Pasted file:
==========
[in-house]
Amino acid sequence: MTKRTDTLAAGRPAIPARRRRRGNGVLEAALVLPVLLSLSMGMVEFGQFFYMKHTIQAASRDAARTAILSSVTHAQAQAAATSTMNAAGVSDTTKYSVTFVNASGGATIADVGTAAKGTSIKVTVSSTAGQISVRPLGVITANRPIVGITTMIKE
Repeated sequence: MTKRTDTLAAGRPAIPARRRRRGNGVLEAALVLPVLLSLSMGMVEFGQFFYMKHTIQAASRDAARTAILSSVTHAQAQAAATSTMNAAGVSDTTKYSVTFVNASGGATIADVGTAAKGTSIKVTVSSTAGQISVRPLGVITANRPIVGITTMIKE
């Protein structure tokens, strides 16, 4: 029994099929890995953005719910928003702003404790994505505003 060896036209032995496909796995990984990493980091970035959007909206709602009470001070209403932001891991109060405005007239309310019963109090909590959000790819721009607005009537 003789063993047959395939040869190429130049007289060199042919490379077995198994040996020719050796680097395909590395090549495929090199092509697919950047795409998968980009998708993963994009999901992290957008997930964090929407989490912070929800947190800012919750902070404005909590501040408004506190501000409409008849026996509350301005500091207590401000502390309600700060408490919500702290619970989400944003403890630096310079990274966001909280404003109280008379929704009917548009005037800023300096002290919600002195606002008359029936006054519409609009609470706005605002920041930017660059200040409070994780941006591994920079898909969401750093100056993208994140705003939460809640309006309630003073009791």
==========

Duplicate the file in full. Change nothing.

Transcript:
[in-house]
Amino acid sequence: MTKRTDTLAAGRPAIPARRRRRGNGVLEAALVLPVLLSLSMGMVEFGQFFYMKHTIQAASRDAARTAILSSVTHAQAQAAATSTMNAAGVSDTTKYSVTFVNASGGATIADVGTAAKGTSIKVTVSSTAGQISVRPLGVITANRPIVGITTMIKE
Repeated sequence: MTKRTDTLAAGRPAIPARRRRRGNGVLEAALVLPVLLSLSMGMVEFGQFFYMKHTIQAASRDAARTAILSSVTHAQAQAAATSTMNAAGVSDTTKYSVTFVNASGGATIADVGTAAKGTSIKVTVSSTAGQISVRPLGVITANRPIVGITTMIKE
């Protein structure tokens, strides 16, 4: 029994099929890995953005719910928003702003404790994505505003 060896036209032995496909796995990984990493980091970035959007909206709602009470001070209403932001891991109060405005007239309310019963109090909590959000790819721009607005009537 003789063993047959395939040869190429130049007289060199042919490379077995198994040996020719050796680097395909590395090549495929090199092509697919950047795409998968980009998708993963994009999901992290957008997930964090929407989490912070929800947190800012919750902070404005909590501040408004506190501000409409008849026996509350301005500091207590401000502390309600700060408490919500702290619970989400944003403890630096310079990274966001909280404003109280008379929704009917548009005037800023300096002290919600002195606002008359029936006054519409609009609470706005605002920041930017660059200040409070994780941006591994920079898909969401750093100056993208994140705003939460809640309006309630003073009791």